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Experts for addressing adverse impact of plastic

Staff Correspondent
30 May 2023 20:56:23 | Update: 30 May 2023 20:59:48
Experts for addressing adverse impact of plastic
A woman scours through a pile of waste on the side of a road in Bac Ninh, east of Hanoi, Vietnam on Dec 16, 2019 — AFP Photo

Expert panelists from Africa, Asia Pacific, and Latin America and the Caribbean demanded the need for member states to negotiate a strong global plastics treaty that addresses the adverse impacts of plastics across its life cycle in the Global South.

They placed the demand in a press briefing at Paris of France to provide perspectives from civil society organisations in the global south as the second session of the Intergovernmental Negotiating Committee on Plastic Pollution commences on May 29.  

The Global Alliance for Incinerator Alternatives (GAIA) along with representatives from Acción Ecológica México, Zero Waste Alliance Ecuador, Alliance of Indian Waste Pickers, Kenya National Waste Pickers Welfare Association, and Community Action Against Plastic Waste jointly organised the press confey.

Panelists urged for setting up an ambitious target to reduce plastic pollution and scaling up reuse and refill to accelerate the transition away from single-use plastics.

They also demanded the treaty must be legally binding and time-bound. Correspondingly, the treaty must reject false solutions.

Experts called for a just transition to safer and more sustainable livelihoods for workers and communities across the plastics supply chain, including those in the informal waste sector and addressing the needs of frontline communities affected by plastic production, incineration, and open burning.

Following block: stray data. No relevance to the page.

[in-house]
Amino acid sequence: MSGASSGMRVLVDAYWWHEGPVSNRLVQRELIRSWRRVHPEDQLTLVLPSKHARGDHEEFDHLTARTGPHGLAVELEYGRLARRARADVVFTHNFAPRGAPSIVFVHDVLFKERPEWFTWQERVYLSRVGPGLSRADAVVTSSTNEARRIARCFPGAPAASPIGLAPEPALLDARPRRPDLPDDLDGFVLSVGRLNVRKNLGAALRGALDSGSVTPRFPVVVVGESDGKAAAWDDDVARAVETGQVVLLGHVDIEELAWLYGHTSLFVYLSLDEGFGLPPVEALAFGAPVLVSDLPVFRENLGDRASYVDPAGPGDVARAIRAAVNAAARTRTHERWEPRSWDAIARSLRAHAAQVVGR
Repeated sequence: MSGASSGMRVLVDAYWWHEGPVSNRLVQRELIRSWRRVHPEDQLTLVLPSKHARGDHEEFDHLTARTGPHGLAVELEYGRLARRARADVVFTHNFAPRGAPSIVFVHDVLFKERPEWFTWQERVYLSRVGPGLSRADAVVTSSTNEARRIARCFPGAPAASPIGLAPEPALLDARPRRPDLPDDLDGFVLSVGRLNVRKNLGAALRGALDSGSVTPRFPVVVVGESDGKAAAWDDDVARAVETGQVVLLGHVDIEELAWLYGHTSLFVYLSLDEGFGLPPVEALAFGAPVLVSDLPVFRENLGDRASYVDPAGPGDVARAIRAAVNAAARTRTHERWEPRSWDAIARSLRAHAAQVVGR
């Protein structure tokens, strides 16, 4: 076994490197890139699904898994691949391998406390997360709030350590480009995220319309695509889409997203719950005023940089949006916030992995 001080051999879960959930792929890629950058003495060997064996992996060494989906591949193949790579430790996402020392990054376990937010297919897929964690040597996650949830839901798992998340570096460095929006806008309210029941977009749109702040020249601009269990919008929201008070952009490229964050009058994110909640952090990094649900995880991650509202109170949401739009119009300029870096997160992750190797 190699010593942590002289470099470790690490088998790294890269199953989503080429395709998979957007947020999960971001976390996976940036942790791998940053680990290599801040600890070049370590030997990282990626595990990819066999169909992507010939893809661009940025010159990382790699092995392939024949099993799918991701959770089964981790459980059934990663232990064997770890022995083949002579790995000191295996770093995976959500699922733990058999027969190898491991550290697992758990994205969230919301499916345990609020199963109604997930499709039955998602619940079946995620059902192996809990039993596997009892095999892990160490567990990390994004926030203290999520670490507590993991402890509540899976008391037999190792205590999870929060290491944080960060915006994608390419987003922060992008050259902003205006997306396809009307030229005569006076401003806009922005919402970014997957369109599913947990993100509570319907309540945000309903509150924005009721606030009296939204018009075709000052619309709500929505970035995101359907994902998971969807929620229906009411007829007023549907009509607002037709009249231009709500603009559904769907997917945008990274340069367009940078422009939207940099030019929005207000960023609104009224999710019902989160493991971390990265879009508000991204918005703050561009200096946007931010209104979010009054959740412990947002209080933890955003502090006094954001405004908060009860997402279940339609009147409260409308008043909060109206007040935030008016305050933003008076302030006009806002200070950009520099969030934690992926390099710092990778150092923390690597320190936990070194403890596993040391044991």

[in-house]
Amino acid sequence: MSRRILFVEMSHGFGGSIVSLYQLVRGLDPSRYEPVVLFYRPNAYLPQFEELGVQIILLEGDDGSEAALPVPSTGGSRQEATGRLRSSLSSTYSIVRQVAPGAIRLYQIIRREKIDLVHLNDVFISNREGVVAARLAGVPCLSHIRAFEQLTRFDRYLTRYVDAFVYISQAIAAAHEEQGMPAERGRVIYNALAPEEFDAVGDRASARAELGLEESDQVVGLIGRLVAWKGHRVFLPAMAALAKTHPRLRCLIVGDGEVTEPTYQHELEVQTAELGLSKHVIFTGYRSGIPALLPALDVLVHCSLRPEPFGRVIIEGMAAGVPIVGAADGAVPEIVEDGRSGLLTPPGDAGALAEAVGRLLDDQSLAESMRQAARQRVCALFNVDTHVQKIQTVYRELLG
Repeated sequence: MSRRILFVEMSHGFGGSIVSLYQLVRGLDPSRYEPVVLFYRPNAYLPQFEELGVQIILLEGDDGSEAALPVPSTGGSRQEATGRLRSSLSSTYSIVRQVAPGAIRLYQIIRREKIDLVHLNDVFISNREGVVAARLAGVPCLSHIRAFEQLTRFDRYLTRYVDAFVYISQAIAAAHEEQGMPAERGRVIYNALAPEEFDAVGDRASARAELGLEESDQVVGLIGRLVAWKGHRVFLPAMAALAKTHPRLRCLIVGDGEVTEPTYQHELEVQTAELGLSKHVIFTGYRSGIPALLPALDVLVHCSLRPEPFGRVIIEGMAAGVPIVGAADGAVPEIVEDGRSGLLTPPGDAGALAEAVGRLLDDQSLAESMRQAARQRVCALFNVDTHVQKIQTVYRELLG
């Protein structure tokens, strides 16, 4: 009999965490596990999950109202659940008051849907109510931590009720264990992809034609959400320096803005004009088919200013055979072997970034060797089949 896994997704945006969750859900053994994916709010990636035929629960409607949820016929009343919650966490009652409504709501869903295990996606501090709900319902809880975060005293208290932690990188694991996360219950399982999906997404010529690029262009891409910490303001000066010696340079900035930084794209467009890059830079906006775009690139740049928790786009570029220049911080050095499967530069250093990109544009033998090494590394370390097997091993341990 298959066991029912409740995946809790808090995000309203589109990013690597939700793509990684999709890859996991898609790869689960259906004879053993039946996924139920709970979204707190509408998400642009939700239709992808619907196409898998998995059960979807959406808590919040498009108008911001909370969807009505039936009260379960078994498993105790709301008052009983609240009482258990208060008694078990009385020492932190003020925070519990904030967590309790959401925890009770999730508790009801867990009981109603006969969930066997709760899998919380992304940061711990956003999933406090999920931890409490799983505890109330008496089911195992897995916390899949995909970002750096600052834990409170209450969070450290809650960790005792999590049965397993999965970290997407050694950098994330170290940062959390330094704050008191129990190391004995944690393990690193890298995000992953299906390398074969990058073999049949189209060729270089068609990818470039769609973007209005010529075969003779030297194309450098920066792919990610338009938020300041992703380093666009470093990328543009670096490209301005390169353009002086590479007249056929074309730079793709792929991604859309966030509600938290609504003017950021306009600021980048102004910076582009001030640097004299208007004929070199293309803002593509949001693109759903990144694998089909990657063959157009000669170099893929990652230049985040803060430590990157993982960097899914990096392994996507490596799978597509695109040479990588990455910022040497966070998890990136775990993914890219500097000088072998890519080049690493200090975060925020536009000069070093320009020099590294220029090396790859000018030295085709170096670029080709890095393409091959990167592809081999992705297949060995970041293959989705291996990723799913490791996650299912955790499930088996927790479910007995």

They sought provisions that hold polluting corporations and plastic-producing countries accountable for the profound harms to human rights, human health, ecosystems, and economies arising from the production, deployment and disposal of plastics. 

The treaty should keep provisions in transparency of chemicals in plastic materials and products throughout their whole life cycle. And keep polluters out of the treaty process. 

John Chweya of Kenya National Waste Pickers Welfare Association said, “The world has a historical debt towards waste pickers. Across the globe, our communities have been preventing and managing pollution of the environment from waste, and in particular plastic waste.

“Ending plastic pollution cannot happen without us, and this treaty negotiation process has to center our voices and expertise to achieve a Just transition towards that goal.”

Arpita Bhagat, plastic policy officer for the GAIA Asia Pacific region, said, “Restricted and limited access issues disproportionately impact low-income, worse affected frontline and fence line communities from the Global South who have the highest stake in the ongoing negotiations for an international agreement against plastic pollution.

“This is clear violation of UNEP’s own rules for stakeholder participation. Meanwhile, the access and influence of polluters, indicative of corporate capture of the process, are visible throughout, the recent Spotlight report being a good example.”

She added, “Our voices and concerns are unaddressed. We look for the support of the media to amplify our voices and demand justice for the Global South.”